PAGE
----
AN UNCOMMON THOUGHT

"The real trick to life is not to be in the know, but to be in the mystery."
-Fred Alan Wolf

08 June 2017

Experience.


The tall ship Corwith Cramer stumbled into the Celtic Sea, engine roaring, 7,500 square feet of sail furled up mute. Its two masts ticked against the horizon like a metronome set to allegro. I joined a row of pallid sailors crouched at the leeward rail. Foam-lathered swell swung for my face, then reeled abruptly away. By the third time I threw up over the side, the “wine-dark sea” of Homer’s poetry just looked like the basin of a billion vomits.

Misery loves blame, so I blamed Joseph Conrad, whose fiction had brought me here. Before Conrad published his first novel in 1895, he spent 20 years working as a merchant sailor, mostly on sailing ships, and fully half his writing — including “Heart of Darkness,” “Lord Jim” and “The Secret Sharer” — deals with sailors, ships and the sea. These loom so large for him that as I have researched a book about Conrad’s life and times, I have felt it essential to travel by sea myself.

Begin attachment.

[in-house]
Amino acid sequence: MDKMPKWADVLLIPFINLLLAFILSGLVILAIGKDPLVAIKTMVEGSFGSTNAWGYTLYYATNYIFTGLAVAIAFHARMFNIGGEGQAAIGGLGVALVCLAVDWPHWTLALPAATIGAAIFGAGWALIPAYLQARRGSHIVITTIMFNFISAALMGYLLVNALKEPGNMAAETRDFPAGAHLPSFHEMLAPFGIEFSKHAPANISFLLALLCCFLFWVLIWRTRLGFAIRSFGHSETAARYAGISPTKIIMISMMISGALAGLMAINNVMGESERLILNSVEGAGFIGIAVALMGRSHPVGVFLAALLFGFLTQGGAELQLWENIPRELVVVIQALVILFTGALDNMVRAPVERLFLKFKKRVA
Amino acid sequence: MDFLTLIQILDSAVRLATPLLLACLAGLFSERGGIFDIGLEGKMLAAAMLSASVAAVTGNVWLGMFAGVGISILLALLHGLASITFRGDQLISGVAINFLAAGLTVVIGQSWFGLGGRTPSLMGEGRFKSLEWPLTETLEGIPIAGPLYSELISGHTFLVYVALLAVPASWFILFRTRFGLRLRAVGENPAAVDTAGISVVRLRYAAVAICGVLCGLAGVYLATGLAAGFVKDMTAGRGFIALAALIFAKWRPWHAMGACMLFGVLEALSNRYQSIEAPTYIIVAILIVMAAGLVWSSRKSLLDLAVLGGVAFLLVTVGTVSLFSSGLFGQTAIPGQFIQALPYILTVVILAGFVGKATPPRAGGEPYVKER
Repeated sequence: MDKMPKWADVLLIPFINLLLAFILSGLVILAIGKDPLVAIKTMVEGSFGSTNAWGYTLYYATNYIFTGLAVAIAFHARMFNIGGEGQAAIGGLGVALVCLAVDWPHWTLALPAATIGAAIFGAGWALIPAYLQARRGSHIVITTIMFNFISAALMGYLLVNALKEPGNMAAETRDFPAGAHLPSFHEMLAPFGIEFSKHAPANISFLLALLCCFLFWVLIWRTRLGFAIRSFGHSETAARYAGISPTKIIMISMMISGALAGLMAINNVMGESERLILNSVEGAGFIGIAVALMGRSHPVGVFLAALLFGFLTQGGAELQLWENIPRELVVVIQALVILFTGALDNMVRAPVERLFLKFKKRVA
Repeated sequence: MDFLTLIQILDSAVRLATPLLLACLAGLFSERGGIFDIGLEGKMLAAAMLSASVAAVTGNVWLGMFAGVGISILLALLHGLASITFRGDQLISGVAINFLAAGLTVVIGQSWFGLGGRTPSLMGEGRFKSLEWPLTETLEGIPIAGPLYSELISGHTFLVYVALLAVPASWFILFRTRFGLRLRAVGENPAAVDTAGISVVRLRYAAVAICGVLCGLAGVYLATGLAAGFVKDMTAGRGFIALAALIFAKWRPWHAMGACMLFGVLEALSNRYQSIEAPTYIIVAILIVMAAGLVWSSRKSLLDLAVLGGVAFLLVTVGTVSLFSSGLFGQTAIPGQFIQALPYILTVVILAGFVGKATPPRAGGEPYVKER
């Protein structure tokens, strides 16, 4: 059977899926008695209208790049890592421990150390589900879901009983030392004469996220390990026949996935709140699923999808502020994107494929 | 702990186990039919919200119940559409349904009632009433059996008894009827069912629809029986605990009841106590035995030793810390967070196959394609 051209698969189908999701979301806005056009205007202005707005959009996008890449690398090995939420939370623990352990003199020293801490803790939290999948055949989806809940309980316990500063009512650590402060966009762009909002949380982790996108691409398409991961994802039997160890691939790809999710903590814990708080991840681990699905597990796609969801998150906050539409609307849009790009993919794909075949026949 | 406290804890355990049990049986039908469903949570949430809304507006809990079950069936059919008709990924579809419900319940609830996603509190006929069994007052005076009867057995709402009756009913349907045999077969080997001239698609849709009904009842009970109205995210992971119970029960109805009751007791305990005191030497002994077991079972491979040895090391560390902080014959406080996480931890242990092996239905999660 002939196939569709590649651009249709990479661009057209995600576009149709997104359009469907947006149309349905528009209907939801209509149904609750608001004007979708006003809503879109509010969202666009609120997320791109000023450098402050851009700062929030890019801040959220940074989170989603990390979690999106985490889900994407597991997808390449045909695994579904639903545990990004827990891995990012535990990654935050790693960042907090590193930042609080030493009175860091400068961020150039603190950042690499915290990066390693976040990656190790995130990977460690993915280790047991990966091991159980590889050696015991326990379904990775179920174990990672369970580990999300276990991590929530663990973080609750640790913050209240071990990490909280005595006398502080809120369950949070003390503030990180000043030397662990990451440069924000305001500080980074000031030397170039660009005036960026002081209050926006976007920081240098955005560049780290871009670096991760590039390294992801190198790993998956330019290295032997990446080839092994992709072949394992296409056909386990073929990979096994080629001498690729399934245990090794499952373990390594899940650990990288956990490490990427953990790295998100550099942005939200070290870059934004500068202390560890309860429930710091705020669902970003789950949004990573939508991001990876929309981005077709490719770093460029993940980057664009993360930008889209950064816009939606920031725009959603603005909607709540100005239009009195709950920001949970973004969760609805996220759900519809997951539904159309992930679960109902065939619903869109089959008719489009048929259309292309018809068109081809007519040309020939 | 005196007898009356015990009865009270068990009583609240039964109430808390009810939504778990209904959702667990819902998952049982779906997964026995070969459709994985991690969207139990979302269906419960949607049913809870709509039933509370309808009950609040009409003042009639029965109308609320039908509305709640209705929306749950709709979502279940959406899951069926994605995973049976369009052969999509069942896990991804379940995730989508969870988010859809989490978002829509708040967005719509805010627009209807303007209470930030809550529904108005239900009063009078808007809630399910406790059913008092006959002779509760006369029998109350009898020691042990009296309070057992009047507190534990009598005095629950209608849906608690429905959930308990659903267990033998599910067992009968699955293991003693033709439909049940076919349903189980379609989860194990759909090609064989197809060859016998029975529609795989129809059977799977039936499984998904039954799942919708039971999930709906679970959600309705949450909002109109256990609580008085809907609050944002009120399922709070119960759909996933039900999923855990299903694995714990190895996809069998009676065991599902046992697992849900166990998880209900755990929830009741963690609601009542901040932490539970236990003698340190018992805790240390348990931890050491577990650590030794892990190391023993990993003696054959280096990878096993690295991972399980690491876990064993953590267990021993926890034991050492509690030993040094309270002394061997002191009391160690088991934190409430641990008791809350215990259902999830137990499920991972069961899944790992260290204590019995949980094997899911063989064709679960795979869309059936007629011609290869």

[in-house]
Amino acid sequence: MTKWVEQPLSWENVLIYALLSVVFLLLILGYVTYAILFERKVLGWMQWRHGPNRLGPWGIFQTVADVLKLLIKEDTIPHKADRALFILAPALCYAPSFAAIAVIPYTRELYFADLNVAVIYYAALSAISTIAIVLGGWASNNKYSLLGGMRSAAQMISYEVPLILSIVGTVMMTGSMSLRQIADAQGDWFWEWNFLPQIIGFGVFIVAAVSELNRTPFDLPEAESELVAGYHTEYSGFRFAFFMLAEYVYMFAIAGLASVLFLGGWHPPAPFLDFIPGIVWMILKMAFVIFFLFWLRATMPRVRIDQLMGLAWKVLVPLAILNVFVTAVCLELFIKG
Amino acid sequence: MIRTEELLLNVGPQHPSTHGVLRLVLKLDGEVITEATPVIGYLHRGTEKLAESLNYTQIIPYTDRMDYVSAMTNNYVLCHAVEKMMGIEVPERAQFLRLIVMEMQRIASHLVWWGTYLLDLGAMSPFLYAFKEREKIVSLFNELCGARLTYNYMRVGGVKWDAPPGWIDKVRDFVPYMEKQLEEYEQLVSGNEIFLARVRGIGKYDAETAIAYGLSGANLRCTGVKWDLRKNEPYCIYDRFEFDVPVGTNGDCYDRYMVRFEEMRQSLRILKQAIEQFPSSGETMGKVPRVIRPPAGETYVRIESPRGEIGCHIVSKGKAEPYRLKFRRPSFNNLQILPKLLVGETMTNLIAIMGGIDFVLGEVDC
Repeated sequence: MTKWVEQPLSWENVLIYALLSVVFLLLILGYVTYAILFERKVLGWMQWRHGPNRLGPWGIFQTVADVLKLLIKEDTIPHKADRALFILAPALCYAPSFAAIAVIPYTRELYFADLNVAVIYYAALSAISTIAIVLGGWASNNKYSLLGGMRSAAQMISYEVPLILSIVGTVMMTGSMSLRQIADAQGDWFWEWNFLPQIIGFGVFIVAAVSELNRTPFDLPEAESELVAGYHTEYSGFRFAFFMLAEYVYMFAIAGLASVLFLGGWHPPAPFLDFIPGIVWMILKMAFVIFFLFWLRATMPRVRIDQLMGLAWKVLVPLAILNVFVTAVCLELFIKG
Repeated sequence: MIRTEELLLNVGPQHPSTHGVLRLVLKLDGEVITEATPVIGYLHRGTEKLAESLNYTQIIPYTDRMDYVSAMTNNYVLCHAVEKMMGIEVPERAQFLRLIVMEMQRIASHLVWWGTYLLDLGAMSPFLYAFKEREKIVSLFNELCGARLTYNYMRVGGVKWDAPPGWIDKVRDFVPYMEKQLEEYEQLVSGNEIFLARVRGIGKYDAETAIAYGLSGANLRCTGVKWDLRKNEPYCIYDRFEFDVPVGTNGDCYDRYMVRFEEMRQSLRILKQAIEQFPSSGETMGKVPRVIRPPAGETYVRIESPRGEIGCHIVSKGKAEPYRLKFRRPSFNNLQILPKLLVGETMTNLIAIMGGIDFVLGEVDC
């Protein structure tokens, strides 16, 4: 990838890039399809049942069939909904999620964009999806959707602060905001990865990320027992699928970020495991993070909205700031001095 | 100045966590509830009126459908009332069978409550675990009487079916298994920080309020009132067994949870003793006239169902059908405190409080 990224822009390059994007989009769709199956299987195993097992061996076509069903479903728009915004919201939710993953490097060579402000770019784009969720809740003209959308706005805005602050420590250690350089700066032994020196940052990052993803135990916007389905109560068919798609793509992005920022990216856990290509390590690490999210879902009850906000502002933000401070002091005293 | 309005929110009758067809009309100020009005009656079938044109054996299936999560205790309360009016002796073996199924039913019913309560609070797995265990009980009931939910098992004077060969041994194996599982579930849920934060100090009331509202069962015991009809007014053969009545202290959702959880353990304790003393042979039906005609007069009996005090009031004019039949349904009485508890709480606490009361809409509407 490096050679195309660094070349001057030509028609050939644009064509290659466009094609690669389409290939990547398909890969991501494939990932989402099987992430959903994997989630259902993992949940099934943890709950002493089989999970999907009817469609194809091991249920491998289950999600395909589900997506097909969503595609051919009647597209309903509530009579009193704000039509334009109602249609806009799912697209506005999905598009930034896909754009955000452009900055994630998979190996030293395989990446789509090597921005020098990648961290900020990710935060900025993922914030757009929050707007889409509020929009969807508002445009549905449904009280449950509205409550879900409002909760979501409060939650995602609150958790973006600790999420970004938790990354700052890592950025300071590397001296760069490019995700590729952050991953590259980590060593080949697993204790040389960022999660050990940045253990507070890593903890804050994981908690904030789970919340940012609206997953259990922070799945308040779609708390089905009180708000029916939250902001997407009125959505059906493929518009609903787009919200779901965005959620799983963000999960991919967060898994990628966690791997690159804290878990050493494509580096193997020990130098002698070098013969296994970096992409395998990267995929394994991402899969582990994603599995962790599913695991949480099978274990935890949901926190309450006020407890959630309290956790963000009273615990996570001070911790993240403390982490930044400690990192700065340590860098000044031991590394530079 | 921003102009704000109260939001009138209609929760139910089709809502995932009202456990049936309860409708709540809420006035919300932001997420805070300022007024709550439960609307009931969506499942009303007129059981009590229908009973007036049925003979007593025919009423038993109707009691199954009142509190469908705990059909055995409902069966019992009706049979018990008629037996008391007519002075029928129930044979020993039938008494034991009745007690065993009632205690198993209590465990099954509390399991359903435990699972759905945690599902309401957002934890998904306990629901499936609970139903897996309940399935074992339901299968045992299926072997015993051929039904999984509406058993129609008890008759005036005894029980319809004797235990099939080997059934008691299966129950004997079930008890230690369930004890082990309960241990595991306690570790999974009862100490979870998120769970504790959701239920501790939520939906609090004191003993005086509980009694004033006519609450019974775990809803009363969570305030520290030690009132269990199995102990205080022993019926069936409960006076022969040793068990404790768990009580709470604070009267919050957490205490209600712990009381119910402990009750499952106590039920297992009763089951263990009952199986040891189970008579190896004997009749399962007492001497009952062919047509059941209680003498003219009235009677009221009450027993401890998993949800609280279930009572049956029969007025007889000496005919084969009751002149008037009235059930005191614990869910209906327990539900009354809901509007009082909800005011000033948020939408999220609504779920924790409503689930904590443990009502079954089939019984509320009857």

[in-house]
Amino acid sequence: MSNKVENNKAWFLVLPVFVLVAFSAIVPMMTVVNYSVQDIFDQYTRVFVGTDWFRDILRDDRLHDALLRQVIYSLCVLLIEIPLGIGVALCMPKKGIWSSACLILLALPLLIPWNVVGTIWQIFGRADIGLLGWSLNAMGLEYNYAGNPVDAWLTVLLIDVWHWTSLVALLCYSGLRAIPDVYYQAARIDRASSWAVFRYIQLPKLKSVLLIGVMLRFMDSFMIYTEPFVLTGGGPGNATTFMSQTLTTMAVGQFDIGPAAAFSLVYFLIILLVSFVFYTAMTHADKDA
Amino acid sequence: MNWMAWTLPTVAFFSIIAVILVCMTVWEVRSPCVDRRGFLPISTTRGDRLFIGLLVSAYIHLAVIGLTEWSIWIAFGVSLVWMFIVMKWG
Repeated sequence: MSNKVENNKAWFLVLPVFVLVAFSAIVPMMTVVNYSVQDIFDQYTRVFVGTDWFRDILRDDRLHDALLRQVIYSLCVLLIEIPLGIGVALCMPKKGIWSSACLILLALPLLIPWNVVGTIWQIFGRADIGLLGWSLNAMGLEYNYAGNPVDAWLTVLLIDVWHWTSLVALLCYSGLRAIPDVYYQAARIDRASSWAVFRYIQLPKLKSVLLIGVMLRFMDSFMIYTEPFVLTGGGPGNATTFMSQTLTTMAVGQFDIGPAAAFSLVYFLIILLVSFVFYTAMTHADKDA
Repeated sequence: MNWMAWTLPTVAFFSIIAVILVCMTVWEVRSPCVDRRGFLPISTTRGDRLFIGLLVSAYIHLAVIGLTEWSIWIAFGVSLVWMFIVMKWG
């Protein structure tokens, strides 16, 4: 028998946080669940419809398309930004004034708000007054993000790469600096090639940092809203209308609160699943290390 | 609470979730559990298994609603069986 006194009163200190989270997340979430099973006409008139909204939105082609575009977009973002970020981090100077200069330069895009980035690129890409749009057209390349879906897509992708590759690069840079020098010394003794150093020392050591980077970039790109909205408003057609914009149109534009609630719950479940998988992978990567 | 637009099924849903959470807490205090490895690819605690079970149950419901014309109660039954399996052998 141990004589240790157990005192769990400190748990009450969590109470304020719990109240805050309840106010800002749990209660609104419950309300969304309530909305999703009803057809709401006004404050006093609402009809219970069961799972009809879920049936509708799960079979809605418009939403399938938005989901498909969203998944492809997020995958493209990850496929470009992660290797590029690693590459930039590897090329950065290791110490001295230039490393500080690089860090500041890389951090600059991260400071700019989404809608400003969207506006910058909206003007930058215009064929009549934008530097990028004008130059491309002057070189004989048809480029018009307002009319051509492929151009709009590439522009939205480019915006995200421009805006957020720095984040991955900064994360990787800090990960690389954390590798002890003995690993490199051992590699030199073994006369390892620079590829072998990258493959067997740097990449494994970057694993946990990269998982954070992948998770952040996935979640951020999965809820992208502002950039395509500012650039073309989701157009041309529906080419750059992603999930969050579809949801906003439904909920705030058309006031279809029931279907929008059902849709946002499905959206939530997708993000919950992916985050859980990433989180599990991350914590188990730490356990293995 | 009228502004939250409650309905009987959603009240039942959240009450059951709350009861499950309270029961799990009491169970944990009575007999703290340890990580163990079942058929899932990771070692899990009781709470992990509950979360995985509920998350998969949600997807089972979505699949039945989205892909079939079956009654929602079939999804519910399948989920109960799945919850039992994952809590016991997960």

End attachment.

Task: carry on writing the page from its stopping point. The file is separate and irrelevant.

I had already taken passage from China to England on a giant container ship, tracing a historic route with the comforts of a queen-size bed, round-the-clock hot water and a mass of steel as big as the Empire State Building between me and the sick-making swell. But the more I read Conrad, the more I realized that I had to get on a tall ship like the ones he knew best, and experience its unique ways of moving, working and speaking.

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